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Merriam-Webster’s Word of the Day for February 15, 2020 is:

vinaceous • vye-NAY-shus  • adjective

: of the color of red wine


The dove had a slight vinaceous tinge on its breast and tail.

“My Warwickshire venison was even better…; the seared loin was medium-rare, with a gorgeous vinaceous colour at its centre.” — Zoe Williams, The Telegraph (London), 19 Feb. 2012

Did you know?

The first recorded evidence of vinaceous in English dates from 1678, shortly before the accession of Mary II. If ever the queen used vinaceous, she was probably in the confines of her landscaped garden, admiring the vinaceous shades of petals or studying the vinaceous cap of a mushroom; since its beginning, vinaceous has flourished in the earthy lexicon of horticulture and mycology. It has also taken flight in the ornithological world as a descriptive word for the unique red coloring of some birds, like the vinaceous purple finch.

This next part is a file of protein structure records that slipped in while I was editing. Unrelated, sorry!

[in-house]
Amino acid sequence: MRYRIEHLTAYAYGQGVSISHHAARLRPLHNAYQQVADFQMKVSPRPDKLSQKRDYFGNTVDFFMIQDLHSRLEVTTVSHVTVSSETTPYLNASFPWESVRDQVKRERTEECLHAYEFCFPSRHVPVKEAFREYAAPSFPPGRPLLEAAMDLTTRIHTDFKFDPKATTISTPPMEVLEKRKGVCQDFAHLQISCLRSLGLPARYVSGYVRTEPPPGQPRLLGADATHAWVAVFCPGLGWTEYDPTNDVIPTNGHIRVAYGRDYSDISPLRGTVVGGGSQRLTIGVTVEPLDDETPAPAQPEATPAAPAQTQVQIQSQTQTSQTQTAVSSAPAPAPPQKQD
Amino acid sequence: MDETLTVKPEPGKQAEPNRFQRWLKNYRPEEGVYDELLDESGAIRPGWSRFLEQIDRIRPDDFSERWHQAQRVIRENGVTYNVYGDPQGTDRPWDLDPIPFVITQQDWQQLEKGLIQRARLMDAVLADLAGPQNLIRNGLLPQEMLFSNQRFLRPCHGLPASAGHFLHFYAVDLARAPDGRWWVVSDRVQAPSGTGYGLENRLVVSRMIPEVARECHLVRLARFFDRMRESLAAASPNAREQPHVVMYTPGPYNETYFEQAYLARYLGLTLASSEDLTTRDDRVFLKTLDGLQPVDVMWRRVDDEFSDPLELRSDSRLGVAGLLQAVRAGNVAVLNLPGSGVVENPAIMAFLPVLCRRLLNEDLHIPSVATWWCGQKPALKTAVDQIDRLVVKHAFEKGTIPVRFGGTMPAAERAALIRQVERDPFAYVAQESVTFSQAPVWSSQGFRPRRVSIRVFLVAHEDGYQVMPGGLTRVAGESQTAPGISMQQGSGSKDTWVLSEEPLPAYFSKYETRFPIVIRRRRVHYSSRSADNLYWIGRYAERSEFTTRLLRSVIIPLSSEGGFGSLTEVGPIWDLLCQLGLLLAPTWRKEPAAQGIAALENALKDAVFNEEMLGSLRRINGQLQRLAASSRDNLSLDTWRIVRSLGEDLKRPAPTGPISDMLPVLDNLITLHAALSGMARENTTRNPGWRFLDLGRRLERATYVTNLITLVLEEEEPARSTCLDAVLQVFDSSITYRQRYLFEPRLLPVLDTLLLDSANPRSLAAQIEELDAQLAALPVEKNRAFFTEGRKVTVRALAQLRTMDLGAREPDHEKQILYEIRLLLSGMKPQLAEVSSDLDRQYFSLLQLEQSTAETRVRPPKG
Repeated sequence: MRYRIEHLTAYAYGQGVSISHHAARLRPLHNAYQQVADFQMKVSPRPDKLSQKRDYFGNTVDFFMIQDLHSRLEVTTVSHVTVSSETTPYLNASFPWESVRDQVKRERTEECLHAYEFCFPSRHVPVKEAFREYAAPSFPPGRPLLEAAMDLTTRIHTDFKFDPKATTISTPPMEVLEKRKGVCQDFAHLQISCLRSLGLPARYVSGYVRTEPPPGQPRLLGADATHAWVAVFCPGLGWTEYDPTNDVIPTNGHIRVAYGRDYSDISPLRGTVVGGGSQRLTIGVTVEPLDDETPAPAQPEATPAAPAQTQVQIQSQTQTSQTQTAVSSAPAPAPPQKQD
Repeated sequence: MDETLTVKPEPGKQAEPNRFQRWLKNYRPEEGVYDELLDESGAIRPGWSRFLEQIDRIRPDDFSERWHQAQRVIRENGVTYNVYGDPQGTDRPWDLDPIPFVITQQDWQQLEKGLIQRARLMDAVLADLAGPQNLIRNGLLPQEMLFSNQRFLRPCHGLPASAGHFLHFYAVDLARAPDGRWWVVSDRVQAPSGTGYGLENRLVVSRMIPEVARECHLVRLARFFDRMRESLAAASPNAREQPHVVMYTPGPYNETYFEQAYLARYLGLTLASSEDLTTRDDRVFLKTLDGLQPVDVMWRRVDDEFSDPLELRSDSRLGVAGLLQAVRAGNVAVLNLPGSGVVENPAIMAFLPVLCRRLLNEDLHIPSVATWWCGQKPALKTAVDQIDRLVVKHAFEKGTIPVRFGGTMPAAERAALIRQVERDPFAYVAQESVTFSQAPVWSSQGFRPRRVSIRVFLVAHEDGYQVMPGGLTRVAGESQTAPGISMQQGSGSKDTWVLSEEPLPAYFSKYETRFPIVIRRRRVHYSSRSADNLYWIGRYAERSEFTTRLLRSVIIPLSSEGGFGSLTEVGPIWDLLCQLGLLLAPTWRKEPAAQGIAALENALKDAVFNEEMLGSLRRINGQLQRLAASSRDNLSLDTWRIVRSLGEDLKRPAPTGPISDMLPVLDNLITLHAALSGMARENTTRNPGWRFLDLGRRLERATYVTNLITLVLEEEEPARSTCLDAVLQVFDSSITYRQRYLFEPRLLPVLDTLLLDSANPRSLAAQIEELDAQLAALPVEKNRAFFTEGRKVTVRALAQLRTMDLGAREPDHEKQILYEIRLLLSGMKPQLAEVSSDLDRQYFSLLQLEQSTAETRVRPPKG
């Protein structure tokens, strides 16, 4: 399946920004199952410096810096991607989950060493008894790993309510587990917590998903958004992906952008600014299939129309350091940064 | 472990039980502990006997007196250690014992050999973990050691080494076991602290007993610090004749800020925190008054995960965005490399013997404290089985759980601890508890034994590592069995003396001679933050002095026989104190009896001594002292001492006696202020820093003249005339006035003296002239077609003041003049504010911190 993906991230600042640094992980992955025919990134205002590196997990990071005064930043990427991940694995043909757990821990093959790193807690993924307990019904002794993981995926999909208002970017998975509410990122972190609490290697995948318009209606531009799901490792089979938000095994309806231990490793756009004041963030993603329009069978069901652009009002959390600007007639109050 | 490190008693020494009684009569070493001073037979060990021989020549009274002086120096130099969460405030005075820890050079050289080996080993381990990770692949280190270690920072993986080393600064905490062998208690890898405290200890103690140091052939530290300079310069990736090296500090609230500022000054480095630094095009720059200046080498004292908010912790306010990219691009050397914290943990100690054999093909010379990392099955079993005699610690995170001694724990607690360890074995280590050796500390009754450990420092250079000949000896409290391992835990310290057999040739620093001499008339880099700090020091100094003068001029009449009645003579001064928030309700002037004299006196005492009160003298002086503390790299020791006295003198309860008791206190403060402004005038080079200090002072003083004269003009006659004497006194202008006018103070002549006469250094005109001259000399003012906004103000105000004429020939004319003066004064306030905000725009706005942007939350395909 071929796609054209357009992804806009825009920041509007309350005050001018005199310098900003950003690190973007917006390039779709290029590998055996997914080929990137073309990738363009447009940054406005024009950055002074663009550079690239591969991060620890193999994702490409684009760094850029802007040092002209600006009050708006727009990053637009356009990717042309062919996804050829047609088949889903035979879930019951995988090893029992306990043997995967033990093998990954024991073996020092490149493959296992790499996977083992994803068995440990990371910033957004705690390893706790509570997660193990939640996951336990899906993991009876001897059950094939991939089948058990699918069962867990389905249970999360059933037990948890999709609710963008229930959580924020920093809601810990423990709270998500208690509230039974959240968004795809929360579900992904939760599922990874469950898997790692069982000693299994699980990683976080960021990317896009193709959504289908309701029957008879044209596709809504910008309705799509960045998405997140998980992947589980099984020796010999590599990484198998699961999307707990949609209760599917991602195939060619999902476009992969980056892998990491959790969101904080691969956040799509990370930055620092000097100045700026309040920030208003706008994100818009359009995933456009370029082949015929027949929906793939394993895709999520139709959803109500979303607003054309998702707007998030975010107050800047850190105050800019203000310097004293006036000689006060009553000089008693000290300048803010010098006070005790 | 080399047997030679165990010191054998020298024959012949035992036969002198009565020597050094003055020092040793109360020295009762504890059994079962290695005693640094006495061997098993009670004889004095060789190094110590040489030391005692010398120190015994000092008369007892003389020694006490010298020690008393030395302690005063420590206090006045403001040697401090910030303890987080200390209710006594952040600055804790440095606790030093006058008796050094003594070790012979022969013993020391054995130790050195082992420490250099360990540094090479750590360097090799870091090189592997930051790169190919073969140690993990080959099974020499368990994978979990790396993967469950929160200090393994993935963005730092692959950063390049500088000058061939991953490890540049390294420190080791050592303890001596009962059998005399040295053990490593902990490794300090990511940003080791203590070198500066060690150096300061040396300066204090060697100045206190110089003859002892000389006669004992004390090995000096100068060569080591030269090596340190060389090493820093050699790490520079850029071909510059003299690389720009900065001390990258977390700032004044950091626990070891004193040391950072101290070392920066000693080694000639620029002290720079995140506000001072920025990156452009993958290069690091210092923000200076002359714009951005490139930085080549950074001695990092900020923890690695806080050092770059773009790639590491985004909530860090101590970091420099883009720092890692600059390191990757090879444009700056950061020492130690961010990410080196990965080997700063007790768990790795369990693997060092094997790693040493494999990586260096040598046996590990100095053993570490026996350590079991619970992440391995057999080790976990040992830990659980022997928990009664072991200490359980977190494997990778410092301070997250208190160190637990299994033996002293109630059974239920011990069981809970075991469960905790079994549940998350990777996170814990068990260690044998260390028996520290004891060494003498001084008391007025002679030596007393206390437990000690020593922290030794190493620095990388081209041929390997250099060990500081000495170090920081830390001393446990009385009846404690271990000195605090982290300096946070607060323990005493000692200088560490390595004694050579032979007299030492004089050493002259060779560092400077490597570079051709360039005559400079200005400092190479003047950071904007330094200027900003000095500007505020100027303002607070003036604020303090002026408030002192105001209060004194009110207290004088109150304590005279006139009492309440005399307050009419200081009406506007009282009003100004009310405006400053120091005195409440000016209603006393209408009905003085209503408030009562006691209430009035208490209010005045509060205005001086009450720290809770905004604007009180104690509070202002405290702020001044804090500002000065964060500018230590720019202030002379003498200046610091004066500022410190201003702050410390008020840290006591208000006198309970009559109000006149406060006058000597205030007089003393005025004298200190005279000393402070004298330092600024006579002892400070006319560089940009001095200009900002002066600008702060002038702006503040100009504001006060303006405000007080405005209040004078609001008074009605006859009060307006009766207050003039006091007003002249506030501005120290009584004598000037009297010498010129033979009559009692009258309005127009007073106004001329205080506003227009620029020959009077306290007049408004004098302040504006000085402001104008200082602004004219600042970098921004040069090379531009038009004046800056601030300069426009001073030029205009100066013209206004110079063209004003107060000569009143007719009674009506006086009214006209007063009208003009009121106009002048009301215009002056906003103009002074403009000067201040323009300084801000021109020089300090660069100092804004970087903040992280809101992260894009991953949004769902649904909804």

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Ken Saunders

Freelancer, Gadget collector, Biohacker

Ken Saunders is a freelance writer, gadget collector and Biohacker. Kens’ professional background is in Information Technology as well as Health and Wellness. His experience has given him a broad base from which to approach many topics. He especially enjoys researching and writing articles on the topics of Technology, Food, and all things Freelancing. His articles have appeared in many online sites, including, Andrew Christian, and can learn more about his services at

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